NGAD is expected to lean further into current aviation trends of cockpit automation and data fusion, taking many of the more monotonous or complex flight control functions out of the pilots’ hands to allow them to focus on the fight, especially while directing support drones to engage air or surface targets on the fighter’s behalf. While not confirmed, it’s expected that the NGAD fighter will leverage now-in-development adaptive cycle engines for increased thrust, improved fuel economy, and a dramatic jump in thermal management (and as a byproduct of that, more energy production for advanced systems like directed energy weapons).
In 2020, it was announced that a full-sized technology demonstrator for the NGAD program had not only already been flown, but had even broken multiple records. While it’s important to note that a technology demonstrator is not the same thing as a flying prototype and may not even look like the new air dominance warplanes the U.S. will eventually field, it sounds as though the NGAD program is progressing at full speed.
The expected sticker price for America’s new NGAD fighters will likely begin at around $200 million per airframe. Its support drone costs are expected to range wildly from attritable low-cost platforms like the Kratos XQ-58 Valkyrie, at around $1.3 million apiece, to fully-functioning unmanned stealth fighters at a per-unit cost of around $100 million which is greater than the F-35A’s per-unit cost. That may sound pretty steep, but it’s worth noting that America’s F-22 Raptor, which saw price increases due to the abrupt cancellation of the line, ended up ringing in at around $337 million per jet (when rolling development costs into production) in 2011 dollars. That’s a whopping $442 million today. The Air Force has stated that it does not intend to purchase NGAD fighters as 1:1 replacements for the F-22, so the total number of fighters this program will deliver remains uncertain.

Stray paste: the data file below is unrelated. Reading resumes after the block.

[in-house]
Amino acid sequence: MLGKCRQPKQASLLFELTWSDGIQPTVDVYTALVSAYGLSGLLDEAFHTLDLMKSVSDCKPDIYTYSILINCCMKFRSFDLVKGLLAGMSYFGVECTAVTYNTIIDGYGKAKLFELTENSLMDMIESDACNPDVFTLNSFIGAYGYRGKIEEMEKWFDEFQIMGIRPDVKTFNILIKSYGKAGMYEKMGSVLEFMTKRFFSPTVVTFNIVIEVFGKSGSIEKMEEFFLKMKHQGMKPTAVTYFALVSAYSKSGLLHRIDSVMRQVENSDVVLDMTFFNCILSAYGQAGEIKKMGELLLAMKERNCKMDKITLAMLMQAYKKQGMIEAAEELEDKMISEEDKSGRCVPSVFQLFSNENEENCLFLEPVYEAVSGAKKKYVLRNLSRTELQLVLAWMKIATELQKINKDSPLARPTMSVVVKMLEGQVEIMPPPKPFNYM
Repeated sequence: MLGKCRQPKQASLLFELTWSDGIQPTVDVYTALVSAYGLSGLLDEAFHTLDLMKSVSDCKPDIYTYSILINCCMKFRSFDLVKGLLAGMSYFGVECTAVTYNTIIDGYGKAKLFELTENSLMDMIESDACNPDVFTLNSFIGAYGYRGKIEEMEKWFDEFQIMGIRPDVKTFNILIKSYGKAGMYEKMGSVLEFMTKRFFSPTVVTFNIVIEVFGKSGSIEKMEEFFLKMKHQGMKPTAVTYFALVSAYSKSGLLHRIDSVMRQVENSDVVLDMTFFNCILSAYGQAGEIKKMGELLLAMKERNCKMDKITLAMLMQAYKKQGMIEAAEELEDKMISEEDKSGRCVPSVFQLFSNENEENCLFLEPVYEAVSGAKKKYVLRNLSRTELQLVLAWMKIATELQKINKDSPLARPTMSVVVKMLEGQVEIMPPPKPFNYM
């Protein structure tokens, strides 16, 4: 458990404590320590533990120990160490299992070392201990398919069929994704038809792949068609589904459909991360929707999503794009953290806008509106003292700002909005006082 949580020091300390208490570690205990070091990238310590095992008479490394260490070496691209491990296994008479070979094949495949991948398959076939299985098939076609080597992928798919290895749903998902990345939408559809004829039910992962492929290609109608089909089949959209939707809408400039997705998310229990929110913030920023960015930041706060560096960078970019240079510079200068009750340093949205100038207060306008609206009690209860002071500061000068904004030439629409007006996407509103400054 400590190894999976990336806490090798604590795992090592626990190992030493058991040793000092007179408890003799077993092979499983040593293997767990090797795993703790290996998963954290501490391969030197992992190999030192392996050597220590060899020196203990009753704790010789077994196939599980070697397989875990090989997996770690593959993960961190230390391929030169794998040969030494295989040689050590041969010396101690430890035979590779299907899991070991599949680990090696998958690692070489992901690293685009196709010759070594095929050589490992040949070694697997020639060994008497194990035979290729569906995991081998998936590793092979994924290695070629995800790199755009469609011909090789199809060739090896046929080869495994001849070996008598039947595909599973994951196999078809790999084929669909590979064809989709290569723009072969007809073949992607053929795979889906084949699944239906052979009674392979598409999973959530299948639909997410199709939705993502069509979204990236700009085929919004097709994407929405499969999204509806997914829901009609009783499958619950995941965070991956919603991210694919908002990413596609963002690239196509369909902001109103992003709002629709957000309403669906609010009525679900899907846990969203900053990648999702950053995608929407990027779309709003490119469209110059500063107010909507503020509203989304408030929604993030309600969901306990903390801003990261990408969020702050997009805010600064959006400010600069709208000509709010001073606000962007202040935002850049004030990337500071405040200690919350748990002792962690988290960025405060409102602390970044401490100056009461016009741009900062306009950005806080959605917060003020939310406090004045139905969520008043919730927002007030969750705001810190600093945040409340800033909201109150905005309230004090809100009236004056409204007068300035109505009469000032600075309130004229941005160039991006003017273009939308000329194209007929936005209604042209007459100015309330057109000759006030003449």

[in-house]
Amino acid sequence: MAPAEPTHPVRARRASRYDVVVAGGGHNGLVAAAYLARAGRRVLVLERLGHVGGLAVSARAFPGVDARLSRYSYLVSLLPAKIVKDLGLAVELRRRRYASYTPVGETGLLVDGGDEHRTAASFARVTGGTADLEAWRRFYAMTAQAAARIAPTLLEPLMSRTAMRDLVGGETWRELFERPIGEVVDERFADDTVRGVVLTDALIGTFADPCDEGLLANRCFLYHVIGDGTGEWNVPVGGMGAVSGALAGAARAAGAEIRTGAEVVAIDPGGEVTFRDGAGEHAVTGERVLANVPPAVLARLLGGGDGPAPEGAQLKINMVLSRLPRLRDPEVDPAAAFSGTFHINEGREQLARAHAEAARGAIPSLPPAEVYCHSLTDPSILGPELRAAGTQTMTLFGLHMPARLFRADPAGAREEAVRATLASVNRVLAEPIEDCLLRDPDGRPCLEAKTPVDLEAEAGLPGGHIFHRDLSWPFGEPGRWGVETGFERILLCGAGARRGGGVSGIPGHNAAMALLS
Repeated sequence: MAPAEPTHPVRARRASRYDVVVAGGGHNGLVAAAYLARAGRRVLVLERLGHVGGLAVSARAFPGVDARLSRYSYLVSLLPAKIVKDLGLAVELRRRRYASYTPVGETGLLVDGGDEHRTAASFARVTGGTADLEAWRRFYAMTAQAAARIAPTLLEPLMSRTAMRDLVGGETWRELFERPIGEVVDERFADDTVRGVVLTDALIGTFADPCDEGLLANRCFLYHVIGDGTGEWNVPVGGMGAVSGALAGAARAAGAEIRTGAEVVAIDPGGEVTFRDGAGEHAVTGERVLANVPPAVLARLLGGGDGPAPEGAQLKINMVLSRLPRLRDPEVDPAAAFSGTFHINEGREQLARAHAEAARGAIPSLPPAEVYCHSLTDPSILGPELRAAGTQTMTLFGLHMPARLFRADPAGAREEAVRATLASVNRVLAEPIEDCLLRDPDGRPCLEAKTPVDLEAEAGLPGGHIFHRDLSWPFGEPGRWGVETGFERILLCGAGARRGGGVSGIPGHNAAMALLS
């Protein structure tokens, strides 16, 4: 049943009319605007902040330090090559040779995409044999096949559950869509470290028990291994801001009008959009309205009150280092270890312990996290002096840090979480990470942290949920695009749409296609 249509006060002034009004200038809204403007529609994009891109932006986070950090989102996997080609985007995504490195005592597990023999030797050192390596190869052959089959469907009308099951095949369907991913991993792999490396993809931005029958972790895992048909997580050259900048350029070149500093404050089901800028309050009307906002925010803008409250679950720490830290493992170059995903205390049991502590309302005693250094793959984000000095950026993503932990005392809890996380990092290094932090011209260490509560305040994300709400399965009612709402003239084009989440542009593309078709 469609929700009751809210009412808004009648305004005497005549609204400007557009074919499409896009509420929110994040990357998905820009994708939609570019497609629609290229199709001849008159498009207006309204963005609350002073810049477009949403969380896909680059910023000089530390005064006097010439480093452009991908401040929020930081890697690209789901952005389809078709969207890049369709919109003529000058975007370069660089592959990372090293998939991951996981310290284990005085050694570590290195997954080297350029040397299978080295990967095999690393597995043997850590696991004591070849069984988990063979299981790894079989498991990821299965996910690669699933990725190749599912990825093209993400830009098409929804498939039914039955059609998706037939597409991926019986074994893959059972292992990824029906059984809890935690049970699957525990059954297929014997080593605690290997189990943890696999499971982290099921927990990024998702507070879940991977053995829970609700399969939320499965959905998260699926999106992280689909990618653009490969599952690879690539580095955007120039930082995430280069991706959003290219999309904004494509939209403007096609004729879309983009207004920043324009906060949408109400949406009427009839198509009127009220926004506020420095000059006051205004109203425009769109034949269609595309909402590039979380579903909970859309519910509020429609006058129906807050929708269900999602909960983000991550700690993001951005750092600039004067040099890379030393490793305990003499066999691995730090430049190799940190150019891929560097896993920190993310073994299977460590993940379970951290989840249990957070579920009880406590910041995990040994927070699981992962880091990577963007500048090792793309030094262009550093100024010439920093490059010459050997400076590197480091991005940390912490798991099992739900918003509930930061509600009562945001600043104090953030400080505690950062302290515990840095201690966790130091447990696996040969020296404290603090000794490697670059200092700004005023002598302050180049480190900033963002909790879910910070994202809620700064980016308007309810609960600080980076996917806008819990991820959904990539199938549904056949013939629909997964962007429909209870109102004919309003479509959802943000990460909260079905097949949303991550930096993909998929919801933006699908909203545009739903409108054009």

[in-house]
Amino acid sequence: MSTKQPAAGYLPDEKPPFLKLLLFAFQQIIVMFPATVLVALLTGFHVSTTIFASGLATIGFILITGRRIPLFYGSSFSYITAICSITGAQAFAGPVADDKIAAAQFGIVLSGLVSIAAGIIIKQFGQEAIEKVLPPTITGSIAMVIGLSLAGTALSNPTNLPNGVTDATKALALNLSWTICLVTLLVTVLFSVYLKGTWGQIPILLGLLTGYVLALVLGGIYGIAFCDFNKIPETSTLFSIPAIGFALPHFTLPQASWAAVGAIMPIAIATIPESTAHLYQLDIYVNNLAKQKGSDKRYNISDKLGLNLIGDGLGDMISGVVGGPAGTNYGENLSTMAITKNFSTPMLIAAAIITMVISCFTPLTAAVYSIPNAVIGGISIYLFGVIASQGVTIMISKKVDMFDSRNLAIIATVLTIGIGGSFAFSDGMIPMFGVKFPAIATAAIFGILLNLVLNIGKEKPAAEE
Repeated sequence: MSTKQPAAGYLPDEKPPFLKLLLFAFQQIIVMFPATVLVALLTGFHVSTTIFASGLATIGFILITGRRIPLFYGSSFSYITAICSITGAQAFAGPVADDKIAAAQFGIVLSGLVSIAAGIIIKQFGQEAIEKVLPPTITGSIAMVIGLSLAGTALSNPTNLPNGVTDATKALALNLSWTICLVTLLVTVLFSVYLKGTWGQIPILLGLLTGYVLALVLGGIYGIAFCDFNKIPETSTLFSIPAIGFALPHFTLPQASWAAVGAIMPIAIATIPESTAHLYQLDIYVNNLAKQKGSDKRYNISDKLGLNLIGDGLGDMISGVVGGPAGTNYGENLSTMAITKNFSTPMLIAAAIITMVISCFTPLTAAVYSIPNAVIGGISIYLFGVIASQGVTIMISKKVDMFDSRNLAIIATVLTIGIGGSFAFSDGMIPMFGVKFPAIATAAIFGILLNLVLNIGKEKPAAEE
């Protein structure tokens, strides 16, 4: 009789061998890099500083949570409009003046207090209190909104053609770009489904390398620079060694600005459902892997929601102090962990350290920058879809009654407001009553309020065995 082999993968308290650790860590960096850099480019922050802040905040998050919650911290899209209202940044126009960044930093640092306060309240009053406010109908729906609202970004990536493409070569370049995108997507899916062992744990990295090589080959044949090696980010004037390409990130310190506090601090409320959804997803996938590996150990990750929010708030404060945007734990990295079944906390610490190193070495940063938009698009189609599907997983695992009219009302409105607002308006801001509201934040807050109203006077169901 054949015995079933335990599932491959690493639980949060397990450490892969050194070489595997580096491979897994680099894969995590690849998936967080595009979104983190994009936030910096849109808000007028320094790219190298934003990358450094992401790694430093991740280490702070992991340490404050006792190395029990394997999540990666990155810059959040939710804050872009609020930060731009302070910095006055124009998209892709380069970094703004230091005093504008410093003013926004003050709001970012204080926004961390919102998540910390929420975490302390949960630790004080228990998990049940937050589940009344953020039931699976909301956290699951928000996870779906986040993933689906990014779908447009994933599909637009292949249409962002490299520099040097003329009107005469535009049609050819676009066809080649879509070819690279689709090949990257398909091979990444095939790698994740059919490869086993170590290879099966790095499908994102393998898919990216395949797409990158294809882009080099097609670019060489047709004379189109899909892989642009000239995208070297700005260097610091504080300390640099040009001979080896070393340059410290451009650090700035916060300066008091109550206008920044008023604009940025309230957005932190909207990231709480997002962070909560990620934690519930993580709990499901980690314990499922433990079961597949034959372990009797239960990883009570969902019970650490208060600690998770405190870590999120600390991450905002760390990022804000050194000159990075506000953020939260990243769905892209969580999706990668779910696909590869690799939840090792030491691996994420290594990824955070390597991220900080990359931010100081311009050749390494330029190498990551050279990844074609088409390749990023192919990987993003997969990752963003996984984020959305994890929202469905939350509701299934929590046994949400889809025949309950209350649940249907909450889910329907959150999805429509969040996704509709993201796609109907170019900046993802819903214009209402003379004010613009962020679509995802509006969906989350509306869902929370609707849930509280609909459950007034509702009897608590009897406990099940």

2) B-21 Raider: The US Air Force’s next stealth bomber will sneak past radars that can even spot stealth fighters
Despite its sleek, futuristic aesthetic, Northrop Grumman’s B-2 Spirit stealth bomber has now been in service for more than a quarter-century. Now, as China and Russia continue developing their own B-2 competitors, the firm is looking to expand America’s lead in this field with the B-21 Raider that is currently in development.
The B-21 will draw heavily from the B-2’s successful flying-wing design that Northrop has long specialized in, yet will be a fair bit smaller, carrying an anticipated 30,000-pound payload into the fight, rather than the B-2’s impressive 60,000. Despite the shrinkage, the B-21 will still be rated to carry just about every nuclear and conventional munition we’ve come to expect out of America’s bomber fleets, while leveraging stealth technology said to be at least “two generations ahead” of the famously sneaky B-2.